Boston Marathon bombing memorial a tribute to faith in time of tragedy

by Suzanne Morse

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They are finally taking down the makeshift memorial to honor the victims of the Boston Marathon bombing. The memorial has taken up a corner of Copley Plaza since they reopened the place nine days after the incident in April. I went down a few weeks after because I wanted to see it before the rains came. The rain we had then, the soaking rains we've had since, has not stopped the memorial's growth. But so much of the memorial consists of handwritten notes that I wanted to see them before they were washed away.

It is a moving sight. The centerpiece is four crosses honoring those who died the week of April 15: Krystle Campbell, Lingzi Lu, MIT police officer Sean Collier and little Martin Richard. Votive candles, shirts, teddy bears, toys and other mementos surround the crosses.

It is the mementos that strike me the most. Boston is a cosmopolitan city that compels people from all over the world to stay at least a little while. So many have felt it important to leave some trinket or object that has some meaning to them -- a large oyster shell with words of comfort; wind chimes; garden gnomes. What is heartening is to see these objects peacefully co-existing with each other -- beautiful origami swans, carefully folded, next to a Native American dream catcher next to sets and sets of rosary beads.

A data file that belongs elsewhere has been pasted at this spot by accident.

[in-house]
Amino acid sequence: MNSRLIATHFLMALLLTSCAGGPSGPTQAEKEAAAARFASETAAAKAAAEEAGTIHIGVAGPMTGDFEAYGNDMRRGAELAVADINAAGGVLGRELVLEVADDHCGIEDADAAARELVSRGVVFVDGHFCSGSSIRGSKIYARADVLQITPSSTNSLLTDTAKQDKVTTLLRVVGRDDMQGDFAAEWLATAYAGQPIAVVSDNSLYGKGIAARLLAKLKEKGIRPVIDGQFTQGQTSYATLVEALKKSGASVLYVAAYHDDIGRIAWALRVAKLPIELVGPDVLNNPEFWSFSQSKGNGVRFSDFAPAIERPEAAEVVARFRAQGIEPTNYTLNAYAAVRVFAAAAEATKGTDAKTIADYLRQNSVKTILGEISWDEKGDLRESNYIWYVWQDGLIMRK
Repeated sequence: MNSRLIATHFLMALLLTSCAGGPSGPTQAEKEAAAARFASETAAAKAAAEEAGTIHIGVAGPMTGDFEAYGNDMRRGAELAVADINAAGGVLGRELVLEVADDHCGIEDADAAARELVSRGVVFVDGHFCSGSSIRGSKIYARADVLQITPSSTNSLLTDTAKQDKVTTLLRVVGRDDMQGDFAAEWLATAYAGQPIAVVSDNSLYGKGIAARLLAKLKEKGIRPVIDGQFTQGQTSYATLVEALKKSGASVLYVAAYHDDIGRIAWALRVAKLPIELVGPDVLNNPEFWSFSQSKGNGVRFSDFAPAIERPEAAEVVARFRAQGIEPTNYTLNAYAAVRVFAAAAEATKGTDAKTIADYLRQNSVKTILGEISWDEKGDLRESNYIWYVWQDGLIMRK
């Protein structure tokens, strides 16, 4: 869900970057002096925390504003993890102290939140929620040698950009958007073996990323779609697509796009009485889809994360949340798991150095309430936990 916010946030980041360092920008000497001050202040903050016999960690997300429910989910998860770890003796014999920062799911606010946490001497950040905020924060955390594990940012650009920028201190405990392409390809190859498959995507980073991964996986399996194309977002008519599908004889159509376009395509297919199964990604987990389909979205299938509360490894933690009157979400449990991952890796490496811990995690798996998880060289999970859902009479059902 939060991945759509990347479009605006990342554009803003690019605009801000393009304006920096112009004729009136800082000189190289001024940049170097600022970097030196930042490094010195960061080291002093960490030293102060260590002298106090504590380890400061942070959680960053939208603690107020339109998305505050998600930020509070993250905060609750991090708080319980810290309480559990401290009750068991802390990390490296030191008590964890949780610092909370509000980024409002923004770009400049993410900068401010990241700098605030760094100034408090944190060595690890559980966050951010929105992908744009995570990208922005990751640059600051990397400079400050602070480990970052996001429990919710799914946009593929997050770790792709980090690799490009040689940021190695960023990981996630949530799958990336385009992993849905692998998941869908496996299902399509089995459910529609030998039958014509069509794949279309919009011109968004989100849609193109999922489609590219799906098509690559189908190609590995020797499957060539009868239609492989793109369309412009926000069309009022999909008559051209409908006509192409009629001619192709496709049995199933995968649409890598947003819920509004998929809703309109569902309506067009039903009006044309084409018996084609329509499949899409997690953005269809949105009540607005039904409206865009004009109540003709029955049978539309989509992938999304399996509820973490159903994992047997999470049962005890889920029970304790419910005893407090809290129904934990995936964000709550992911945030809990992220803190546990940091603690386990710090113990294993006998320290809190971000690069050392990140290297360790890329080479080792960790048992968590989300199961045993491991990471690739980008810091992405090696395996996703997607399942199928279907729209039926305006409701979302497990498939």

For all of the challenges the Catholic community in Boston has faced in the last decade, Boston is still very much a Catholic town. This is reflected in the fact that the lives of three of the four victims were celebrated at Catholic Masses and in the fact that the interfaith memorial -- attended by President Barack Obama and religious leaders throughout the community -- was held at the Cathedral of the Holy Cross. It is also reflected in the memorial. Along with the dozens of rosary beads, it was easy to see images comforting to Catholics. Someone left a framed 8-by-11 poster of the Sacred Heart of Jesus. Another left a small model of the Pietà. And around the memorial, Catholic schoolchildren left handwritten expressions of love to the victims.

This memorial, though, is truly about what the best of humanity has determined is meaningful. In Boston, so much of our civic pride is tied up with our sports teams, so it is not a surprise that next to the myriad running shoes, people have marked the moment by putting down a baseball cap with Boston's team logos on them. And of course, for so many Bostonians, the expressions of support from our brothers and sisters in New York -- our fiercest rival, who have known their own heartache -- was perhaps the most meaningful of all.

The last few months have reminded the people of Boston -- really, the people of Massachusetts -- who we are: fiercely tribal, fiercely loyal, still reaching for those Catholic symbols of comfort but happy to have them coexist with the thousands of other things that bring meaning to our lives. The loss remains, but the wounds will heal.

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